I am not 100% sure whether you are referring to shin splints, or bony spurs, so I shall address both for you.
What you will need to know in both cases, is that bone is continually going through a process of remodeling and changes, based on the stresses that are placed on it. Bone changes over a period of time, and there are specific cells in bone that are able to build bone, or absorb (remove) it. Exercise and the horse`s movement and work load play a great role in the stresses being placed on bone and how it responds to those stresses.
Bony spurs are small bony growths that develop, usually at a joint margin. They are often referred to as `osteophytes`. If you imagine the joint surface, covered by its protective layer of cartilage and you imagine in a working horse that there are of course many stresses being placed on the bone and the cartilage. Any stresses that are more than the bone and cartilage can handle, or any type of degenerative disease in the cartilage or bone, will cause an inflammation reaction at the site of the stress and will cause the cartilage to wear down or thin. In order to relieve the stress and protect the exposed area in the joint or on the bony surface, the body lays down more hard bone, and this will result in a small bony growth. Also, where ligaments, tendons and joint capsules attach to bone, muscle and joints, there can also be excessive stress leading to the development of bone, especially where fibres tear out of bone, causing painful inflammation (shin splints!). These types of bony spurs are called enthesiophytes.
Treatment of these bony growths depend on a host of factors, such as site and size of growth, whether the growth is active and inflamed or has settled, the age of the horse, expected level of work and competition, and so on. Treatments include corrective shoeing, systemic and topical anti-inflammatory agents, support bandages/ boots, extra-corporeal shock wave therapy, cartilage protectants, and joint injections. The keys to remember are that bone spurs are radiographic findings that are symptomatic of damage and not a specific disease themselves. They can occur as a result of multiple causes. Treatment is for the underlying cause, and a specific diagnosis is critical to establishing a therapeutic plan.
Shin Splints are a form of bony spur that develops between the splint bones and the thick cannonbone because there is a small amount of movement possible in the splint bones. When the movement becomes too much to quickly, the very small fibres holding the splint bones to the cannon bone tear out of the cannon bone, resulting in pain and inflammation. To keep the splint bones still and reduce the tearing, the body lays down bone around the area causing a characteristic bony lump on the forelimb. A splint can also develop that is not easily seen at all, and is often referred to as a `blind` splint.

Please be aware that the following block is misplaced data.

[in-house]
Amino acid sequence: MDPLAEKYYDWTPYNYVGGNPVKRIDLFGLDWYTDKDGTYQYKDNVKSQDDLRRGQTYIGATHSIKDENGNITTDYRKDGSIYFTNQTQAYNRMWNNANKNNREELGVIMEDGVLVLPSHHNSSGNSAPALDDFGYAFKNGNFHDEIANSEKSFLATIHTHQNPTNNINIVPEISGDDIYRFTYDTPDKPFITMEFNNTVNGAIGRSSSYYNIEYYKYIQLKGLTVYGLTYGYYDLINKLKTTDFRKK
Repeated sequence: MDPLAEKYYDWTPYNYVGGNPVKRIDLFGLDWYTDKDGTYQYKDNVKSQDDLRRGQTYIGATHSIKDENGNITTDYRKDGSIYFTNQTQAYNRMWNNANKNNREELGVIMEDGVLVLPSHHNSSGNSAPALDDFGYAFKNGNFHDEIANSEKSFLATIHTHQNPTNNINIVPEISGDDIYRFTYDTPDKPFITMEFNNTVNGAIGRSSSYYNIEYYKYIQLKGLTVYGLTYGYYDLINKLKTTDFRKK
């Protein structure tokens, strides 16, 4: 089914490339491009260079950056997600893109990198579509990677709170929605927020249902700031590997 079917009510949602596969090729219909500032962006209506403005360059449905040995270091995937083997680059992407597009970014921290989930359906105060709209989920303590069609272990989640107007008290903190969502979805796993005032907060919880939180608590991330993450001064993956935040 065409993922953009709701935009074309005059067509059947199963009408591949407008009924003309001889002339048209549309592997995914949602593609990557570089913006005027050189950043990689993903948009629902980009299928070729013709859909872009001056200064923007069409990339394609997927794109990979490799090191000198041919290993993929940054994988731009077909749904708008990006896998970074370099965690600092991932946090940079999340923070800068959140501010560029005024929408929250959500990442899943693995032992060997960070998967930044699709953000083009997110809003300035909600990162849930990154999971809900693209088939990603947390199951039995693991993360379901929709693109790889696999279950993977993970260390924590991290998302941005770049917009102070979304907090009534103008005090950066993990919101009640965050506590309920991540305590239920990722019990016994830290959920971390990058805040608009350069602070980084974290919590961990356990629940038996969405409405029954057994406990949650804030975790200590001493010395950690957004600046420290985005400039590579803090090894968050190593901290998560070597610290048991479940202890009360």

They can also be caused by direct trauma to the leg, damaging the periosteum (membrane covering the bone), but the cause is most often concussion and overwork - especially in young and unfit horses. Bone needs time to adapt to work loads being placed on it.
The treatment of shin splints can be very successful if done properly and if treatment commences as quickly as possible, and often there is a very good prognosis for the horse.
The horse`s workload should be decreased immediately, for at least three weeks, or longer if the heat and swelling has not improved by then. Ideally, the horse should be stabled, and hand walked twice to three times daily, taking care that the horse does not knock the swollen area while walking, causing even more damage. (The walking is an important part of recovery!) Several days of cold hosing, anti-inflammatories and bandaging may help, but the essential ingredient to a successful recovery is time. Herbal remedies may also be considered, such as Devils Claw, or a product by Hilton Herbs called Rest and Recover (A pure dried herbal blend for horses and ponies containing Devils Claw, Meadowsweet, Hawthorn, Valerian, Vervain, Chamomile and Cleavers. This combination blend helps to maintain mobility and a calm outlook during any period of enforced inactivity). Topical anti-inflammatories and cooling gels can also be tried, as well as Comfrey compresses and Arnica. Surgery to remove the excessive bone deposits is also an option but is very rarely successful, as the surgery may stimulate even more bone formation. This should be discussed with your Vet.Horses normally return to work very successfully, however the owner should be very careful to determine the cause of the splint - overworking your horse, working on rock-hard surfaces or not giving the horse`s bone time to adapt to training should be addressed. Things to also consider are shoeing and correct hoof balance and even diet. (Feeding too much bran- high phosperous low calcium content - has been implicated in splints, although this has yet to be proven scientifically).
I hope this has answered your question - let me know if you would like any more information. I would consult a vet if you are worried about your horse, also never be scared to get a second opinion!